Highlighting procedural obstruction and anti-democracy tactics for political purposes is just the first step in reporting on this issue. More investigation and monitoring are needed to understand what interest groups stand to benefit in the clamp down of direct democracy.

For instance, recent research offers insight into the money at stake for opponents of state marijuana legalization. Researchers predict cannabis legalization will decrease the stock market value of major pharmaceutical firms and reduce demand for costly prescription drugs through state Medicaid programs. Additionally, churches and their affiliates — which are tax-exempt — have spent millions to oppose ballot initiatives on gay marriage and abortion rights.

It may be easier to cover the horse race of political candidates in the November elections, but ballot initiatives across the country will shape the lives of millions of Americans immediately — including those most marginalized. Ballot initiatives in 2022 include proposals to enshrine the right to abortion in state constitutions; raise the minimum wage; increase taxes on the wealthy to fund infrastructure, education and affordable housing; reform criminal justice; expand Medicaid; protect predatory debt collection; restrict employees’ ability to collectively bargain; and remove language from state constitutions that condone slavery as capital punishment.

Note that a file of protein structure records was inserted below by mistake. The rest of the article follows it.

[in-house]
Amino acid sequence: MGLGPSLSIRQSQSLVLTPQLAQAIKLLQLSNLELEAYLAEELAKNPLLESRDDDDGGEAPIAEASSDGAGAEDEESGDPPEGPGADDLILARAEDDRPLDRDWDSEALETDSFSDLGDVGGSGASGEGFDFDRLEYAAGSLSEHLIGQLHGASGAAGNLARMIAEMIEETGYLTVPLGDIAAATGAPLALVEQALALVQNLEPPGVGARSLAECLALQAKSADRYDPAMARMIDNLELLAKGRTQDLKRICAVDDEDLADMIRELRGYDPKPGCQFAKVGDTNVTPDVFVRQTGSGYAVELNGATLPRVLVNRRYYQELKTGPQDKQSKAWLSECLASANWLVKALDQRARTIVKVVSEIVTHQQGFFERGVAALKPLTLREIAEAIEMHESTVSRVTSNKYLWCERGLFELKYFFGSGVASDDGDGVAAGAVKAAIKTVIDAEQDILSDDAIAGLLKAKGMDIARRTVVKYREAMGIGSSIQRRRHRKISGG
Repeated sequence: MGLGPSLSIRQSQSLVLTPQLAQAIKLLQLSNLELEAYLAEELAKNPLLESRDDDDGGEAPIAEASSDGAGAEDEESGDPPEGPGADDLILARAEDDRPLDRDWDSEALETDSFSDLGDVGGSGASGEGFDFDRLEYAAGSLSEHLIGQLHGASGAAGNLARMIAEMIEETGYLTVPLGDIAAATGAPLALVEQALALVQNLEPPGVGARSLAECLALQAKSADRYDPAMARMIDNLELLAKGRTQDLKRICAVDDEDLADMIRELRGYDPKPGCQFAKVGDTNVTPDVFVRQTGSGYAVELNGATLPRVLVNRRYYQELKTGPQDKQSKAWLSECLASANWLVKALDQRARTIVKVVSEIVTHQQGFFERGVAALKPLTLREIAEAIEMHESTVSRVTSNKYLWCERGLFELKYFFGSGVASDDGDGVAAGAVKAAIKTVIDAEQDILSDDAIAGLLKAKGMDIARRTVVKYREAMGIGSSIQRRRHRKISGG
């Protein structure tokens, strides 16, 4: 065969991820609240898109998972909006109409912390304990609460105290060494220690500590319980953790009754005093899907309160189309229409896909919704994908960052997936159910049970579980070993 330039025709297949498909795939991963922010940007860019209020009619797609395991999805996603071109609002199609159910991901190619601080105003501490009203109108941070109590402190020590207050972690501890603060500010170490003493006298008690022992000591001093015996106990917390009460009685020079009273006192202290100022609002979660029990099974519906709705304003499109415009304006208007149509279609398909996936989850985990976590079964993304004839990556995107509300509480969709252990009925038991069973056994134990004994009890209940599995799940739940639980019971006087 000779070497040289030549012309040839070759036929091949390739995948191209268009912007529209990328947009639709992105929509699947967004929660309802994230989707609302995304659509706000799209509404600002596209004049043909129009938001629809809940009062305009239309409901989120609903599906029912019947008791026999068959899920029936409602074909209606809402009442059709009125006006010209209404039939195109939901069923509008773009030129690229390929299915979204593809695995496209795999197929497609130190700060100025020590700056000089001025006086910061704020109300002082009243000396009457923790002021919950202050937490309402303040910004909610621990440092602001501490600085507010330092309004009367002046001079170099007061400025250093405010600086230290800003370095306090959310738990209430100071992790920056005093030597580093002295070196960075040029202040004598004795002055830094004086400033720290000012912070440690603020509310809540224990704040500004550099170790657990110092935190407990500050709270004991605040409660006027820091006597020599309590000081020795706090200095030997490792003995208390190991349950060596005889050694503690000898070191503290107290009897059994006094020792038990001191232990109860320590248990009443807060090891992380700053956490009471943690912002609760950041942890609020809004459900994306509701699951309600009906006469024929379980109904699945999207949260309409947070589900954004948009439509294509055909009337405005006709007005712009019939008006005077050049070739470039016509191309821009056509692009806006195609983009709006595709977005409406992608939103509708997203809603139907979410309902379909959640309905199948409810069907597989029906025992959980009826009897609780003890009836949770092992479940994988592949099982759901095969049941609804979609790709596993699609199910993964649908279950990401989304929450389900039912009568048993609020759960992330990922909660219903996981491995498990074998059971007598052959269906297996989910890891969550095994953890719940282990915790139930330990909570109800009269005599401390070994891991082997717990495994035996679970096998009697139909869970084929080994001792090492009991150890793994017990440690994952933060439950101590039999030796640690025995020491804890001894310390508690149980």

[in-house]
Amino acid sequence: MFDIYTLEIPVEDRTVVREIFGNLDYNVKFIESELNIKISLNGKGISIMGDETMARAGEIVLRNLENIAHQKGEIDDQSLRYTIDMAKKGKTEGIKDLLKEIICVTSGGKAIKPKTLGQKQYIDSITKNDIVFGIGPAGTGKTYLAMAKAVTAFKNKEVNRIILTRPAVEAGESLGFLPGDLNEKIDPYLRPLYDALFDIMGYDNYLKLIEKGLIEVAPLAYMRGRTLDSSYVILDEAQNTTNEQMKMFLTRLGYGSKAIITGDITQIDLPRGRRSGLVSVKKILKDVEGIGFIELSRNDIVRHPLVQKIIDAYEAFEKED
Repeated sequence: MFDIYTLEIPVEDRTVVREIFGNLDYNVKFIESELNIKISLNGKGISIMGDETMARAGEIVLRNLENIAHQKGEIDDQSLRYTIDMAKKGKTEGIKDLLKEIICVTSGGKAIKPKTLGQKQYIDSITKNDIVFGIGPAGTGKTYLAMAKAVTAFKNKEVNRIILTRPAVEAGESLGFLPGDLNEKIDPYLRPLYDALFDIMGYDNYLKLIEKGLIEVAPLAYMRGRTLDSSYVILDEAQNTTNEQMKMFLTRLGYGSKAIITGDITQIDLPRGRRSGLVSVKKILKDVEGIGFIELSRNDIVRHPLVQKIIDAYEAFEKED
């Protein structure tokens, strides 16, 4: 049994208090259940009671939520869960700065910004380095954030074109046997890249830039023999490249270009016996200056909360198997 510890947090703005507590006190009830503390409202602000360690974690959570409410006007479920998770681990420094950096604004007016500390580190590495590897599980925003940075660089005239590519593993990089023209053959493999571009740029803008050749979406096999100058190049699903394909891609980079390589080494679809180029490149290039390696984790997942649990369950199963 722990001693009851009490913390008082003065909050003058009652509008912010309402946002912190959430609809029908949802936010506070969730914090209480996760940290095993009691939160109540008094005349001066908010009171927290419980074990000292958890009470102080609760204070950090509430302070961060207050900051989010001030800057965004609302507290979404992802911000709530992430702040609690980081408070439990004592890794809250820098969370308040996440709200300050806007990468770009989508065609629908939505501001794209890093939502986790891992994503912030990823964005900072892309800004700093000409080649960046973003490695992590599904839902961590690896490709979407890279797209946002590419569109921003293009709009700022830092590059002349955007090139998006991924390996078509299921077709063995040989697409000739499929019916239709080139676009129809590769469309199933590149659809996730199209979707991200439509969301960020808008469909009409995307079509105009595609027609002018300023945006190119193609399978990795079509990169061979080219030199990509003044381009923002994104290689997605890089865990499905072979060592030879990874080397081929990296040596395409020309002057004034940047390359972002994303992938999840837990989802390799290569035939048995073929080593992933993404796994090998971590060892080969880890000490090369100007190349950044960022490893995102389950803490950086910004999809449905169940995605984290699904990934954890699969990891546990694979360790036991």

To learn more about ballot measures, see our research roundup, “Ballot measures: Research shows how wording, ballot format and local news coverage can influence voters.”